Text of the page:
Have you ever felt fat even if you have a normal weight just because your weight soars above your friends’ weight? Then you suddenly decided that you will involve yourself in a diet. The start of involving yourself in a diet was also the launch of you taking drastic measures to lose more weight.
Everything started by cutting an intake of calorie in your usual diet. Then you also began a forceful program of exercise of let’s say, running. You began setting limitations on yourself like not eating unless you have finished running of about 10 miles. After achieving the miles you set, you began eating but only about a handful of cereals and a few vegetables. Sometimes, you only eat when you are really hungry that you are about to faint.
Eating Disorder Inventory has been developed by Psychologist David Garner and his colleagues. Eating Disorder Inventory aids in assessing the attitudes and behaviors of people towards eating and their bodies. There are 12 items in the Eating Disorder Inventory. These twelve sentences are:
I think my stomach is too big.
I eat when I am upset.
I stuff myself with food.
I think about dieting.
I think that my thighs are too large.
I feel ineffective as a person.
I feel extremely guilty after overeating.
I am terrified of gaining weight.
I get confused as to whether or not I am hungry.
If I gain a pound, I worry that I will keep gaining.
I have the thought of trying to vomit in order to lose weight.
I eat or drink in secrecy.
If you happen to take this assessment and answered “usually” or “always” to many of the items, you might want to reconsider your attitudes toward food and your body and you might like to talk to someone about them. Answering too many “always” to the sentences provided is likely for an individual to grow an eating disorder.
The use of medications is one of the most potent ways to treat an individual who has eating disorders. Tricyclic antidepressants are better in decreasing binging and vomiting in enhancing a sense of organization among people. Monoamine oxidase inhibitors or MAO inhibitors is also useful as an eating disorder treatment although they are not regularly prescribed due to the reason that they need dietary restrictions that are so severe to block side effects. Fluoxetine also known as Prozac is a medication that attests to be very effective. However, there is a negative side effect in taking these medications. They prove to be addictive.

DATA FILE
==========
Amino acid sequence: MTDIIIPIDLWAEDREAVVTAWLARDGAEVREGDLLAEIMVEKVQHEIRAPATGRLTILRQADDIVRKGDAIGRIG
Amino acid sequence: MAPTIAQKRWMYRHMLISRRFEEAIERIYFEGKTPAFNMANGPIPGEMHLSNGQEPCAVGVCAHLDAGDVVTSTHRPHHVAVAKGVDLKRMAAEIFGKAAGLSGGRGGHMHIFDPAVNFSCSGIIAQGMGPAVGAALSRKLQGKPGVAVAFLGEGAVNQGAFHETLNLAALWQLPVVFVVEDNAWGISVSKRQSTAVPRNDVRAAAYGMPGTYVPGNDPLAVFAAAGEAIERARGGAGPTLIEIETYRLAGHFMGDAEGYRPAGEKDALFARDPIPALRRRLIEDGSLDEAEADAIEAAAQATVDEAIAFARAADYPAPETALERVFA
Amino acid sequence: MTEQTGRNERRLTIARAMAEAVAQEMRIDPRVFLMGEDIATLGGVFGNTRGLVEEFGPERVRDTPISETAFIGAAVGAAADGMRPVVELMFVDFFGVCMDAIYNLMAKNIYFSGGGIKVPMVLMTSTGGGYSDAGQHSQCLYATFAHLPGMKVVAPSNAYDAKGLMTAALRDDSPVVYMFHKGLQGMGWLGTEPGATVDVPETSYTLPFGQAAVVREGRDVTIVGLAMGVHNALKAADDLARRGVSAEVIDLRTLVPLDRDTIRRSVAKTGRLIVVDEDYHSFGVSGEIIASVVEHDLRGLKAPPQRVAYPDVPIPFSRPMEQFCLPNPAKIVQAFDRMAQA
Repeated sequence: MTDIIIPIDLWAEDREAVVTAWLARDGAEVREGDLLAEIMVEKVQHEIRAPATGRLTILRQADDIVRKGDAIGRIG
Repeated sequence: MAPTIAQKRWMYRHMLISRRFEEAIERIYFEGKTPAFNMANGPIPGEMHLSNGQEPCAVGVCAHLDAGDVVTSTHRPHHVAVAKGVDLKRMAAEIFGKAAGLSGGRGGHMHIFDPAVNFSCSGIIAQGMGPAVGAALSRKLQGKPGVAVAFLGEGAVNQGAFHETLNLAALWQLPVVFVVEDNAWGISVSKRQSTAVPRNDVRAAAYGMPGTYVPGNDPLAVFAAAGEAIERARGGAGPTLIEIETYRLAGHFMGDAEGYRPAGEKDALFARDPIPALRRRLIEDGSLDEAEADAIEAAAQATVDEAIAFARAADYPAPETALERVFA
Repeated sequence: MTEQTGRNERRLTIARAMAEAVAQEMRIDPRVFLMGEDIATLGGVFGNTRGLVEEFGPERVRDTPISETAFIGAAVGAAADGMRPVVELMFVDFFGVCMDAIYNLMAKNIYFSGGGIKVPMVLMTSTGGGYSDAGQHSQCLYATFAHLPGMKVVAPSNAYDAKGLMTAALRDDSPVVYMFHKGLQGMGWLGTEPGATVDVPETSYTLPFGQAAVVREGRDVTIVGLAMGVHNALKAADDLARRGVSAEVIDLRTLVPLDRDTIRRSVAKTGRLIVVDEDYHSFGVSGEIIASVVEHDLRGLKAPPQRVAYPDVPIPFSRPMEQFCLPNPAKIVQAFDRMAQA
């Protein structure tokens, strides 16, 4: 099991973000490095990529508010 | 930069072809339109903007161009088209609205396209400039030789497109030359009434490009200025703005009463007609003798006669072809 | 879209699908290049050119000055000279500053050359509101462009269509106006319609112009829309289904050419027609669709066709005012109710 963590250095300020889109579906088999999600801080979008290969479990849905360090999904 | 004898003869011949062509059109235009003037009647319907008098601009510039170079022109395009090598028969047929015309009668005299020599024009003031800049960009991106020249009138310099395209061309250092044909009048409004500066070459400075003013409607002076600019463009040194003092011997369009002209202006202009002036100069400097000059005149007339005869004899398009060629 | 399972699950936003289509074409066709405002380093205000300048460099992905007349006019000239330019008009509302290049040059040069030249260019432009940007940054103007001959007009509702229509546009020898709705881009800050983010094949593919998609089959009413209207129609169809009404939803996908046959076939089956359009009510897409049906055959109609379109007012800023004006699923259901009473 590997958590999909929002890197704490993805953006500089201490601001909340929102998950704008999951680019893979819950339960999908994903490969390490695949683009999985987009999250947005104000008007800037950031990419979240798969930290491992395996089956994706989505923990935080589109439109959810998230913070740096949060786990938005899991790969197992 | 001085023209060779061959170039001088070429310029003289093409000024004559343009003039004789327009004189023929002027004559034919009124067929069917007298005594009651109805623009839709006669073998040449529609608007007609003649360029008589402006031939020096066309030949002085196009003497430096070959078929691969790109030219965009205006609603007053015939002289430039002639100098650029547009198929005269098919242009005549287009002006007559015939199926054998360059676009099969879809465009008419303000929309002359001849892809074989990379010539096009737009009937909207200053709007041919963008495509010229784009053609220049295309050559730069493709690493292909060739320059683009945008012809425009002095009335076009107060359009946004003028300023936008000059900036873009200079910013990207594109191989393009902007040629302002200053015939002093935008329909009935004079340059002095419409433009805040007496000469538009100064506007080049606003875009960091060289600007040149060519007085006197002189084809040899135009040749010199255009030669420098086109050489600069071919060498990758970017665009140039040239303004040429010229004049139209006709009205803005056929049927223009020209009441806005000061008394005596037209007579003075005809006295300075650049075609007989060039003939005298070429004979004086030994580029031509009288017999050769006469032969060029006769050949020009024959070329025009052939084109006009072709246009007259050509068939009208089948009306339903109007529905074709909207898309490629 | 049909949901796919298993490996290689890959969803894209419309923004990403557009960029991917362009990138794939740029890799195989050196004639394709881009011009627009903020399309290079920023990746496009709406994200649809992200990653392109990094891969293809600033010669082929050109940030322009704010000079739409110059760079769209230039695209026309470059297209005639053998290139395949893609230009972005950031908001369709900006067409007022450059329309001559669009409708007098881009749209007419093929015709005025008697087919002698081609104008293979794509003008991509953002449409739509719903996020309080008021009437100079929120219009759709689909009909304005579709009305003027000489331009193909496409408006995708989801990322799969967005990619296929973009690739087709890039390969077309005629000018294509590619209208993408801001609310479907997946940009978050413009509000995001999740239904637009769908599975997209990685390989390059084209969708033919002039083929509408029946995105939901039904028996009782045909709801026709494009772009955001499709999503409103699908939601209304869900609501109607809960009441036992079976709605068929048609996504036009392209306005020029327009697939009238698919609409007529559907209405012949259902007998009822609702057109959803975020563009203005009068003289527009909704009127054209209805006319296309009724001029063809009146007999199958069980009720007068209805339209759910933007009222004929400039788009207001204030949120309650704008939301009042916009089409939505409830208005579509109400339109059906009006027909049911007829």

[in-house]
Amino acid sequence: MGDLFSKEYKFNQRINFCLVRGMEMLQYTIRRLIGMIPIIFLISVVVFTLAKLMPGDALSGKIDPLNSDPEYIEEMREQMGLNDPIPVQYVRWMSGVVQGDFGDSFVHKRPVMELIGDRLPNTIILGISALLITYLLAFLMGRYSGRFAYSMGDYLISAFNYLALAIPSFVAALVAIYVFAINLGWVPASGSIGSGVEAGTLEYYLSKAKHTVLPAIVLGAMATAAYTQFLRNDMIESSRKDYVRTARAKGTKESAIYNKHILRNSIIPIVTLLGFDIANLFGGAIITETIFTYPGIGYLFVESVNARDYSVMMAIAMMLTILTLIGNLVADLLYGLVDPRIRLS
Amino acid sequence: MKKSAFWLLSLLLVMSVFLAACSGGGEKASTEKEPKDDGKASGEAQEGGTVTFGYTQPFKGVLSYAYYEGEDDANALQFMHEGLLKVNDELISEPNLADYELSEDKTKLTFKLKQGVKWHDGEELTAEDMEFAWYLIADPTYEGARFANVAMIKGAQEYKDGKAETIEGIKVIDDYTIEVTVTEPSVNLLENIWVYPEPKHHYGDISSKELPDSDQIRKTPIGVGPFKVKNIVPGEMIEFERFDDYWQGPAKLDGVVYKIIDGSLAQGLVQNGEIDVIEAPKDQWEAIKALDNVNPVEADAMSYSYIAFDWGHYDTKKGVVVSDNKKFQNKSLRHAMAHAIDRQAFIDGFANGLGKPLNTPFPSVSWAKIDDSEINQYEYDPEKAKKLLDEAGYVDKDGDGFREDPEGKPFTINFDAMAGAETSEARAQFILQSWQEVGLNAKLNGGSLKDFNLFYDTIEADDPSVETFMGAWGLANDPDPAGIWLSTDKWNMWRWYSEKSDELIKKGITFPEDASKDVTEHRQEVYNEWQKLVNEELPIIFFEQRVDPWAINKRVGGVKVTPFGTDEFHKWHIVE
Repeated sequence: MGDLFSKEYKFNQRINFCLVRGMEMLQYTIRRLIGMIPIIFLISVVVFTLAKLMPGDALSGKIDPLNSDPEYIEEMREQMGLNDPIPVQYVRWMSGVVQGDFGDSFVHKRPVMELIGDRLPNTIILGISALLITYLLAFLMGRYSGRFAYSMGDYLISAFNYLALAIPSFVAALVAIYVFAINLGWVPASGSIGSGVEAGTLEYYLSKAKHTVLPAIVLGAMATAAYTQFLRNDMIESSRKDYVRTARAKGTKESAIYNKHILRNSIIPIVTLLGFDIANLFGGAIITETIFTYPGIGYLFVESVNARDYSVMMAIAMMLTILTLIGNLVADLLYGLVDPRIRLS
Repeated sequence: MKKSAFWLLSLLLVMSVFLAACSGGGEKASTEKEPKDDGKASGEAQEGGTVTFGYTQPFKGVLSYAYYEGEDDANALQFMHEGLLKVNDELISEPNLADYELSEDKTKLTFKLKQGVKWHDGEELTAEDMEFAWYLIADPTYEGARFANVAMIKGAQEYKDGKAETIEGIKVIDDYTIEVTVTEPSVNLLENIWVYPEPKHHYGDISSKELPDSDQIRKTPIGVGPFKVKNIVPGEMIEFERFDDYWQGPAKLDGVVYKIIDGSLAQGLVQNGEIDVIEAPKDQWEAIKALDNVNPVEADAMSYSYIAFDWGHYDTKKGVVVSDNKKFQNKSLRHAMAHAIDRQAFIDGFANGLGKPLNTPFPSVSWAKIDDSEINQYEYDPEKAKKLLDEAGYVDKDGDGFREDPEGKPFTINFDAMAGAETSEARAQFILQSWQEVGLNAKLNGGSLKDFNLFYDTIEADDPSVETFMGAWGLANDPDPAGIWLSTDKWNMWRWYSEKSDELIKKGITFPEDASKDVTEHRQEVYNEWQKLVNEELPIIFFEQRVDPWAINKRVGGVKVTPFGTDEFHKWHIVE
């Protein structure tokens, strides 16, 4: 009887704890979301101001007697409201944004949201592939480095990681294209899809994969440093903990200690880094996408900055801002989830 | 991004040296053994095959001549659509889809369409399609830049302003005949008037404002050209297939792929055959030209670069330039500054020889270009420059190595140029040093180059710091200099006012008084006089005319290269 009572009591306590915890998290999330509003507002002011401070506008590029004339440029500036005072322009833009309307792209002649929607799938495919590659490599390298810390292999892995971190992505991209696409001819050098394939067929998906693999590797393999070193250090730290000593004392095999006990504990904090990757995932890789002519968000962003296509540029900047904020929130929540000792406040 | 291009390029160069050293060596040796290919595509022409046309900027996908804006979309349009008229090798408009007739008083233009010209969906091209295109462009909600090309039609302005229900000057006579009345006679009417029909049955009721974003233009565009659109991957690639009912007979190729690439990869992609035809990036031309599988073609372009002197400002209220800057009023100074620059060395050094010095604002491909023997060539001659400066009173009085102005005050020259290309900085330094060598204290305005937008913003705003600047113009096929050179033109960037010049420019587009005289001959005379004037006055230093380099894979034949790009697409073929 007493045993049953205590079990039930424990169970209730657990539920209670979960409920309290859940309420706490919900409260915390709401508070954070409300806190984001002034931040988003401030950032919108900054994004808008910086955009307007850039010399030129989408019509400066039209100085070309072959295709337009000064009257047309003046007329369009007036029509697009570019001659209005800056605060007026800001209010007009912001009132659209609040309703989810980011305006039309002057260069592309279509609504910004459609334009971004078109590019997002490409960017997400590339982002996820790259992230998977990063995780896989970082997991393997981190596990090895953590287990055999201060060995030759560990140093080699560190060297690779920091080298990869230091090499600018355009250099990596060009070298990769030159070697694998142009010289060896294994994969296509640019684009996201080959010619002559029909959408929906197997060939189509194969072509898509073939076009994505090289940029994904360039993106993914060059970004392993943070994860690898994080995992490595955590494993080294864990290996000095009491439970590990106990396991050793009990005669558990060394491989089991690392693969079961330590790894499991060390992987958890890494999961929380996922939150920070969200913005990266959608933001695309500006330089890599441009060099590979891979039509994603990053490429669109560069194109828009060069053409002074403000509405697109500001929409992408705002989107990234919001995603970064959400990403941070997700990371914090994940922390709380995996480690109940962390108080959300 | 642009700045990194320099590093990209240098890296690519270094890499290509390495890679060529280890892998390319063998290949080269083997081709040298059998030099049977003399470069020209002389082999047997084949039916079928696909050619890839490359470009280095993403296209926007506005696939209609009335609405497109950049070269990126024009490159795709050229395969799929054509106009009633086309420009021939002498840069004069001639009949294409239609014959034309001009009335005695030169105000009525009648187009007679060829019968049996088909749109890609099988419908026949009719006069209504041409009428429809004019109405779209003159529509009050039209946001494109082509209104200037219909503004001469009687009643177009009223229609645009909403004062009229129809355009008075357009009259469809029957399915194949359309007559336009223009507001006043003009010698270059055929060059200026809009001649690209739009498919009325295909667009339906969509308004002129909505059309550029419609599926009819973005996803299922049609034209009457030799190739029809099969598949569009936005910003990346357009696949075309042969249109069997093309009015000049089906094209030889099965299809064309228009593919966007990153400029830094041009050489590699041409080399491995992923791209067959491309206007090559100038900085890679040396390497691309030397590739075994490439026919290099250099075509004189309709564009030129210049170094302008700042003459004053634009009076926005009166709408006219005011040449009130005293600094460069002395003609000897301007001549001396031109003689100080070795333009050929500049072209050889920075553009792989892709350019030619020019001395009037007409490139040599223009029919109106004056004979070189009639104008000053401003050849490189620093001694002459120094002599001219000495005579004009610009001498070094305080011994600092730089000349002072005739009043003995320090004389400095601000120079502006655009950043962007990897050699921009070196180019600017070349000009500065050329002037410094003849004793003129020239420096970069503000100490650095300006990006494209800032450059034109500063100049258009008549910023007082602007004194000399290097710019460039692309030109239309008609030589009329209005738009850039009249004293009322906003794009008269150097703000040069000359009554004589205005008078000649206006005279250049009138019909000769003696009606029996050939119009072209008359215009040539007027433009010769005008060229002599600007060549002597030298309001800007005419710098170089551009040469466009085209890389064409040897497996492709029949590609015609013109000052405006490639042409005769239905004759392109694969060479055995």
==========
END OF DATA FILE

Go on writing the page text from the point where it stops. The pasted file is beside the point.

According to one woman interviewed after she went into a drug rehab due to taking medications to recover from her eating disorder, “I first started having problems with my body caused by my eating disorder. My menstruation stopped. I get chronically tired and I have problems sleeping. I even faint a couple of times. I told my parents about it and made me see a specialist. The specialist prescribed me some Prozac.”
She went on to tell, “The recommended Prozac was very effective on the eating disorder that I had but I started craving the drug. I wanted the effects to last. I started getting addicted to it. Despite recovering from my eating disorder, I am still taking the drug. There are even times I lie that I have not yet recovered just to have Prozac. Right now, I have been out of drug rehab and I am thankful for it. We should always be careful because one thing can really lead to another.”
The bridge between eating disorder and drug rehab is quite thin. Once you get into an eating disorder, drug rehab would likely to follow.